Tuesday 28 February 2023

Secure Surfing: Tips and Guidelines for Safe Internet Use

The internet has brought a revolution in the way we conduct our everyday tasks, but it is not without risks. 

These risks result from visiting malicious websites or inadvertently disclosing personal information. Risks associated with visiting criminal, malicious, or inappropriate websites include viruses and spyware, phishing, fraud, copyright infringement, and exposure to inappropriate content. 

To use the internet safely, one should be wary of such websites, trust instincts and common sense, look for genuine contact details, and check for subtle misspellings. 

Websites with no secure link should be avoided, and it is better to be cautious of websites that require more personal information than usual. Before entering personal information on a website, one should check for a padlock symbol in the browser window frame, and the web address should begin with "https://" to ensure secure communication. 

Cookies can be a source of fraud or used to build a profile of browsing habits. It is advised to set the browser to warn against cookies, enable and disable cookies on a site-by-site basis, use an anti-spyware program, and use plain text email displays. Browsers can be used safely by allowing and blocking selected websites, blocking pop-ups, and disabling cookies.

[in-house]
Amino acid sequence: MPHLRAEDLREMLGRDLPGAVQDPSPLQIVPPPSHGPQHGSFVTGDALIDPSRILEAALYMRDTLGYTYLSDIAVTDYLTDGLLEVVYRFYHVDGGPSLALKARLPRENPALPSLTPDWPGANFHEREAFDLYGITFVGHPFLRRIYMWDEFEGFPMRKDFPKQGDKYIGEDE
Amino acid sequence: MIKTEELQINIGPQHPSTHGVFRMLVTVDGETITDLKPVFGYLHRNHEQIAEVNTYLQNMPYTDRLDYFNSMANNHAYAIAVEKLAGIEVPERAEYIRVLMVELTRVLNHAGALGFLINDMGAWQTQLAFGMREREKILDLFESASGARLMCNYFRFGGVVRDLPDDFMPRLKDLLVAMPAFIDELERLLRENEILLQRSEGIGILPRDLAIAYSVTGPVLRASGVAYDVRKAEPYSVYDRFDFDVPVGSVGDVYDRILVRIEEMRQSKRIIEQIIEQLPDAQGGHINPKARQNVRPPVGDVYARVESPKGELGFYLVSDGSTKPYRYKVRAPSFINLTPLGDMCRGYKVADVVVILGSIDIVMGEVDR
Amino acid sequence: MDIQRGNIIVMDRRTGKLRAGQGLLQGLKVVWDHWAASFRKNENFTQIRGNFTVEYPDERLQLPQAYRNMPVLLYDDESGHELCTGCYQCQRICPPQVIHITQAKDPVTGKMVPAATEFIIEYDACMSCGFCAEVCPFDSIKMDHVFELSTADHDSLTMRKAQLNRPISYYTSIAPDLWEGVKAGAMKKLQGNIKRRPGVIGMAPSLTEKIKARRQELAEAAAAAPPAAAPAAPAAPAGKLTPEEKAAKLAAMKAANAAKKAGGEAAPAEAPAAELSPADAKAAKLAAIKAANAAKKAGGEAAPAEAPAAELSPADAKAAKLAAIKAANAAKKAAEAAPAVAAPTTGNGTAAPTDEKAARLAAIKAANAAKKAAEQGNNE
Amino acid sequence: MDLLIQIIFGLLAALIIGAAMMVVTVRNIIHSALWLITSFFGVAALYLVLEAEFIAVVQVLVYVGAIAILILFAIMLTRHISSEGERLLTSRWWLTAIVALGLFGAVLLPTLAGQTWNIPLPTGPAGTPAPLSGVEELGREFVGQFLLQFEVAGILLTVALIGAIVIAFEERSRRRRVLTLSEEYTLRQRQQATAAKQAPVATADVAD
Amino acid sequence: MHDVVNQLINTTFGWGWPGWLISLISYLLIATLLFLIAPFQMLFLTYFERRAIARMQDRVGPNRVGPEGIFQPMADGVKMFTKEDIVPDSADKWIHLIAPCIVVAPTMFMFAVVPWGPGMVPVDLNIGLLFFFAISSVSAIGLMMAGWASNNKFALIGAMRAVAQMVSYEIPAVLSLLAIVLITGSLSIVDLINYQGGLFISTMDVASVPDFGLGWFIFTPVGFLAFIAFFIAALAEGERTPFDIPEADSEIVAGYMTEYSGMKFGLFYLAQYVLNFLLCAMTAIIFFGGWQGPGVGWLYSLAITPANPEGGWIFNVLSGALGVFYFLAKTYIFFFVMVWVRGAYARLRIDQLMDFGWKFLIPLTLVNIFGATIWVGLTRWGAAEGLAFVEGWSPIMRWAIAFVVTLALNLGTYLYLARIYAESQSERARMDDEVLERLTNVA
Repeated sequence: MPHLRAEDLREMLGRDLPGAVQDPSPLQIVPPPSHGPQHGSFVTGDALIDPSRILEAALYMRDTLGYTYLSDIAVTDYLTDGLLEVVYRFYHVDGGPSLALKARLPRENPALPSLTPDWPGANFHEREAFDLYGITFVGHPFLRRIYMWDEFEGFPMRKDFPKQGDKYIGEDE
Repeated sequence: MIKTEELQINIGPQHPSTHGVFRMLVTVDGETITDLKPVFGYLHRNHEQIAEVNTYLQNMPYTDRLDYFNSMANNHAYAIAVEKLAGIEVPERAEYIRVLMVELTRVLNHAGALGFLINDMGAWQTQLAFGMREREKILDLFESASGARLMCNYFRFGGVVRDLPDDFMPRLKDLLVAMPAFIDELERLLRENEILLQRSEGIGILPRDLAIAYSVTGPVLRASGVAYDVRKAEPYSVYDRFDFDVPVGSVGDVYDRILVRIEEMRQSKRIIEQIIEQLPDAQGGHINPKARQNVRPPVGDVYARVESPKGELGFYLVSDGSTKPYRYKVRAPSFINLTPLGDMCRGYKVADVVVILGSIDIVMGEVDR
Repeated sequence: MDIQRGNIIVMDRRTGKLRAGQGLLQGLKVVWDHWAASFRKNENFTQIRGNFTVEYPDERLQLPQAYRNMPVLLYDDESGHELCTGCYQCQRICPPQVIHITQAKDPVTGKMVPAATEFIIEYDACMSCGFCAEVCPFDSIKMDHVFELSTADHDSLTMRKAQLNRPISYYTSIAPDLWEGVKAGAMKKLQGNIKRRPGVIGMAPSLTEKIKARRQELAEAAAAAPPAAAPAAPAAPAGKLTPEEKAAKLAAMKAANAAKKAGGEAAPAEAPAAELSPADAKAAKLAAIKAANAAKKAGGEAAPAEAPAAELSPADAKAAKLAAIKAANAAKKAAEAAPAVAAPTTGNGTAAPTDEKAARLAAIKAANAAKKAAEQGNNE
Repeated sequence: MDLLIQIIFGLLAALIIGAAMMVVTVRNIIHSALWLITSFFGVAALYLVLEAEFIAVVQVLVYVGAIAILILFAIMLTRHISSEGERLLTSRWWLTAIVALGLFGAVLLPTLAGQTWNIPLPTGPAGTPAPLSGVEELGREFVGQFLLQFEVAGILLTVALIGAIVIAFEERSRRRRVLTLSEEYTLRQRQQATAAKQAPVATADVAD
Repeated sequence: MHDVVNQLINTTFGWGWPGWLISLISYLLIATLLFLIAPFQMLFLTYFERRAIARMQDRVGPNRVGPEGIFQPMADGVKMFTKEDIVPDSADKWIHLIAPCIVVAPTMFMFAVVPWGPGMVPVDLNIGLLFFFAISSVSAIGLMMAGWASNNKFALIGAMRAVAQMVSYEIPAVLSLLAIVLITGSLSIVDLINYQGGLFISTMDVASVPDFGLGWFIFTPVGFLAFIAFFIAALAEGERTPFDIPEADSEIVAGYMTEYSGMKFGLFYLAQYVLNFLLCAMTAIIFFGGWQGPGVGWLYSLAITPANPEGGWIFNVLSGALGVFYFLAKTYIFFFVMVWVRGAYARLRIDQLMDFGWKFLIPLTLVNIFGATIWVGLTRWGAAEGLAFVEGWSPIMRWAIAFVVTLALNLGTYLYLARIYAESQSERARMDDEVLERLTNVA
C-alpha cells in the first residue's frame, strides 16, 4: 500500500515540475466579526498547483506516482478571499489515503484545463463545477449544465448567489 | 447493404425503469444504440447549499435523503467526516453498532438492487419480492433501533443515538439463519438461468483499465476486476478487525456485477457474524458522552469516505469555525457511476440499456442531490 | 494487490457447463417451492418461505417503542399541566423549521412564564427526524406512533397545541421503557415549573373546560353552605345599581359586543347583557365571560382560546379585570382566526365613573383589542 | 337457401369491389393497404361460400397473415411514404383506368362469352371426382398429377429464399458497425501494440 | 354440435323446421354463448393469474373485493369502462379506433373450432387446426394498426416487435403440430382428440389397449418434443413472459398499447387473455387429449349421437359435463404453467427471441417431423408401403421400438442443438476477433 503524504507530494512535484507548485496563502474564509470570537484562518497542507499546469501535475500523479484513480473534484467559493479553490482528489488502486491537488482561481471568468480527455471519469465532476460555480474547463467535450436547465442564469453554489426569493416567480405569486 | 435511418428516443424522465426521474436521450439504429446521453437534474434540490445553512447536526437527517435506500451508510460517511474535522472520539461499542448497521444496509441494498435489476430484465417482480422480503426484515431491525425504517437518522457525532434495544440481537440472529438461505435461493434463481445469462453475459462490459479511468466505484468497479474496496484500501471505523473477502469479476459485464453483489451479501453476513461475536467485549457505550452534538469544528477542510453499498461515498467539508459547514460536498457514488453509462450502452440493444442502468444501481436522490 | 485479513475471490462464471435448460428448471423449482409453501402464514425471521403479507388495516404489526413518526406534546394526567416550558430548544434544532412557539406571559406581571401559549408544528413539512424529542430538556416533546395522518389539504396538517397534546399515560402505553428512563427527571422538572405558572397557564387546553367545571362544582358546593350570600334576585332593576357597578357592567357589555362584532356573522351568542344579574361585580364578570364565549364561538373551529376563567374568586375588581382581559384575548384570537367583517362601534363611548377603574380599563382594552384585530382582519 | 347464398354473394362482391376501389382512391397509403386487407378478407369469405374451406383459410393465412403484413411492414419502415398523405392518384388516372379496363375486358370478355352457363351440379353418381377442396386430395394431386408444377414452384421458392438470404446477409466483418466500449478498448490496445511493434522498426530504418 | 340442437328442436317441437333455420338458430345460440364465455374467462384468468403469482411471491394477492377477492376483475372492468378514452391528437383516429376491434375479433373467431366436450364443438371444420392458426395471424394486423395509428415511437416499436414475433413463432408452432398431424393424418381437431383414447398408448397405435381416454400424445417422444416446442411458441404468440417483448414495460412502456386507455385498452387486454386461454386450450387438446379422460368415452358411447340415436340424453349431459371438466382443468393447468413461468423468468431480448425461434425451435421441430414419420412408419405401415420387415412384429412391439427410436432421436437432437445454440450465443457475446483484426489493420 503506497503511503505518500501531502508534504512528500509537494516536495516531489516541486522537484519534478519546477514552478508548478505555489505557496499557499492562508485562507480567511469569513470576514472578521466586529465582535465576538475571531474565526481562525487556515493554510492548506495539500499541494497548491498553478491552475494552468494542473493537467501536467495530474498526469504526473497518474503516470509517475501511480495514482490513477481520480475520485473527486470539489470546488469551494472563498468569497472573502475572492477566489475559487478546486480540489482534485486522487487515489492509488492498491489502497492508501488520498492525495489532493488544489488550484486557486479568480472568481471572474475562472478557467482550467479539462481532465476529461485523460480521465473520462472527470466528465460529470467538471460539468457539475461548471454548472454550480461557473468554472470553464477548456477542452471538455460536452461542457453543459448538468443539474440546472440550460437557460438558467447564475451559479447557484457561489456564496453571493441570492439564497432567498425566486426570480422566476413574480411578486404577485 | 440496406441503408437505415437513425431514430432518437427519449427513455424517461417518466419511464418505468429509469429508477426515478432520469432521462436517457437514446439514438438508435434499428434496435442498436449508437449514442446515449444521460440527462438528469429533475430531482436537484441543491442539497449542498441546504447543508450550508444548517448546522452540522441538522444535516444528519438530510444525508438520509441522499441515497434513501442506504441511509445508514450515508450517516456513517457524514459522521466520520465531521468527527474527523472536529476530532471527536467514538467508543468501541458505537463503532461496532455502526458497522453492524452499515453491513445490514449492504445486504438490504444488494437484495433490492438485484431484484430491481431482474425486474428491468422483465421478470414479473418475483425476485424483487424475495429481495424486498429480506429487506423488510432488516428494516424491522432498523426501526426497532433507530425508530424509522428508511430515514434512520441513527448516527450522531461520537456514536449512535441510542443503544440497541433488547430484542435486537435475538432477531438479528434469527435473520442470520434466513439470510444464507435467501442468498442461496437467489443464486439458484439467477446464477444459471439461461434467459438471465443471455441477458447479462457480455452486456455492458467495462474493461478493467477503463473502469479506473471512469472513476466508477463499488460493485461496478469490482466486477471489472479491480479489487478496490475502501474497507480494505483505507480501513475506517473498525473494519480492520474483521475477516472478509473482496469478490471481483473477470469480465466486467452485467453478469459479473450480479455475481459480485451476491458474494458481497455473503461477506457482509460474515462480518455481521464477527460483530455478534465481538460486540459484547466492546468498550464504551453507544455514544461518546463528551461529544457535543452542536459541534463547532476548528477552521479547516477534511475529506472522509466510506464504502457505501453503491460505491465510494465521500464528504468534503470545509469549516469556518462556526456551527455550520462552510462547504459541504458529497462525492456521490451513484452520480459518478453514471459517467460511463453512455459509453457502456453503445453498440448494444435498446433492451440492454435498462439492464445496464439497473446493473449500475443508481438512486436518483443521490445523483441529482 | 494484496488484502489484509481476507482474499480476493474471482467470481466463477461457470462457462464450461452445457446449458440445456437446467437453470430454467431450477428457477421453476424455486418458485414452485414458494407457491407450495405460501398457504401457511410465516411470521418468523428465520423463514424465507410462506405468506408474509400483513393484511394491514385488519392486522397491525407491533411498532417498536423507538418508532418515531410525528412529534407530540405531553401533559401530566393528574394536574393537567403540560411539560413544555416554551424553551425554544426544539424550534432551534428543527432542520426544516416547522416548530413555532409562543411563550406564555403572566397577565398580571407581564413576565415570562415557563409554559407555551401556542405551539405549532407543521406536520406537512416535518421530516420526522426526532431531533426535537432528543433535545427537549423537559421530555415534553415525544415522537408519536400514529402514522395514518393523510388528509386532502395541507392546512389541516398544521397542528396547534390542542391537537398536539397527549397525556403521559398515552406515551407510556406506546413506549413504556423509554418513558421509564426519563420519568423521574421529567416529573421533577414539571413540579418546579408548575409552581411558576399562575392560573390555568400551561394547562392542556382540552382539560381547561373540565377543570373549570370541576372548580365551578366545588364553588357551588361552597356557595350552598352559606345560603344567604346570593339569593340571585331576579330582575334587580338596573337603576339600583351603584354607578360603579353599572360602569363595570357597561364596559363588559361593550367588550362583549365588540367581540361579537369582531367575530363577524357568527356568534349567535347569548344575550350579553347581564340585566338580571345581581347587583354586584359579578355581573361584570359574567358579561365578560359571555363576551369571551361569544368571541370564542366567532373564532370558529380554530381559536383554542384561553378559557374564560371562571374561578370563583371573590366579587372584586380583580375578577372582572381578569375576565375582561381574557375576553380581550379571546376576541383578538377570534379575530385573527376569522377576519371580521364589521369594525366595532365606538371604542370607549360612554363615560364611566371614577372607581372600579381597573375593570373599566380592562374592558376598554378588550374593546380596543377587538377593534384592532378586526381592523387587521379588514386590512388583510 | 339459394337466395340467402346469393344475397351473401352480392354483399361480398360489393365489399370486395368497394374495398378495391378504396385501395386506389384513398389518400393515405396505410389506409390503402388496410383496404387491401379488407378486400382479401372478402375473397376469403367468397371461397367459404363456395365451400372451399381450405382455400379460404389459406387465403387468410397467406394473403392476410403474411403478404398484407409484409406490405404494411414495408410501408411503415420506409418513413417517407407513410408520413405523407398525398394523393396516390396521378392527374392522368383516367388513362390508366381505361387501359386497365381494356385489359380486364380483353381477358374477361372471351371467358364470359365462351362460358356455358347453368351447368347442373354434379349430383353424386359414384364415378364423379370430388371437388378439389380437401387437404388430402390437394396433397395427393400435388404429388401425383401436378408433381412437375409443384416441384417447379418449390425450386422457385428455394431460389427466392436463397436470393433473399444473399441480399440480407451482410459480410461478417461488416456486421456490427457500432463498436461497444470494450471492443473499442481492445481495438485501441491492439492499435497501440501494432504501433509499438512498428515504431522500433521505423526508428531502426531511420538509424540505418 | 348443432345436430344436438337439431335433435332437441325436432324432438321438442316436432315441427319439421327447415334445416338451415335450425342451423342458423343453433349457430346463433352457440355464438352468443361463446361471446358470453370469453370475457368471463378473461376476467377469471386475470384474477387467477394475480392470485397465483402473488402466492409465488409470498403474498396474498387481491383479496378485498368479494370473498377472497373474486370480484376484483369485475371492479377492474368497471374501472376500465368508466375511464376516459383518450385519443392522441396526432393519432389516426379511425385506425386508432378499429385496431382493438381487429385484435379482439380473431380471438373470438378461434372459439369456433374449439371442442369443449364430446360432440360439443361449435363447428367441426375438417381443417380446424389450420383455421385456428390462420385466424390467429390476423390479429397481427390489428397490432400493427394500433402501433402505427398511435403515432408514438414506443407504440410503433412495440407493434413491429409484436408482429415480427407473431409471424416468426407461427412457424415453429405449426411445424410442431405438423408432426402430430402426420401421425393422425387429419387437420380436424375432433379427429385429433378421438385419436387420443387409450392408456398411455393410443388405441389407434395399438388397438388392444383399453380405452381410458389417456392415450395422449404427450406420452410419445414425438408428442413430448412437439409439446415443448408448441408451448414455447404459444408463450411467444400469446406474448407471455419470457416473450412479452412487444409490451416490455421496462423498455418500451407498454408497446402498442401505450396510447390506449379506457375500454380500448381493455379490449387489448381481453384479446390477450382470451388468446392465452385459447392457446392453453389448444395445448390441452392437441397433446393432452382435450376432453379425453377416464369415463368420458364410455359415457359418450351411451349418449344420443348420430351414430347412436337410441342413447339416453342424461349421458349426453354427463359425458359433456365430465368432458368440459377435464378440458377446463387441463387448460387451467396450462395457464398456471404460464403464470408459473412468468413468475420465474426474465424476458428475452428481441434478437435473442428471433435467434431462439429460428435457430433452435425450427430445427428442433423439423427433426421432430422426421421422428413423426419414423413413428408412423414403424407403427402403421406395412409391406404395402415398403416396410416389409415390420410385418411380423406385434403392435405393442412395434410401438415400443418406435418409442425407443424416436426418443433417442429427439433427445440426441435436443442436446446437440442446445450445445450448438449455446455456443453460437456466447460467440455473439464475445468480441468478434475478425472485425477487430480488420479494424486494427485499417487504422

For more in-depth information on this 'Safer Internet Use', please refer to the original source of the article from Get Safe Online which is the UK’s leading internet safety website.

Alert: Beware of Latest Tax Office Impersonation Scam, Government Warns

Scammers are sending fake tax refund emails using HMRC branding to trick people into clicking a 'Claim Now' button that takes them to a phishing website where they're asked to enter their personal details. This is a common tactic during tax season, as many people have recently filed their tax returns. HMRC has issued a warning about this scam, reminding people that they will never send specific tax information by email.

For more in-depth information on this phishing scam, please refer to the original source of the article from Which? dated 28 February 2023 and how to report scam emails.

Fraud offences have skyrocketed, read on

Fraud is now the most frequent crime in the UK, with 4.5 million offences recorded in the year ending March 2022. 

This marks a 34% increase from the previous year ending in March 2017. However, many police forces are not giving priority to fraud cases, as only 8% of fraud and cybercrime reports were forwarded for investigation by law enforcement. This has resulted in a minimal number of cases reaching court, with only 4,488 fraud cases heard in 2021. Experts suggest that the low detection and prosecution rates may be due to insufficient resources and inadequate training in combating fraud.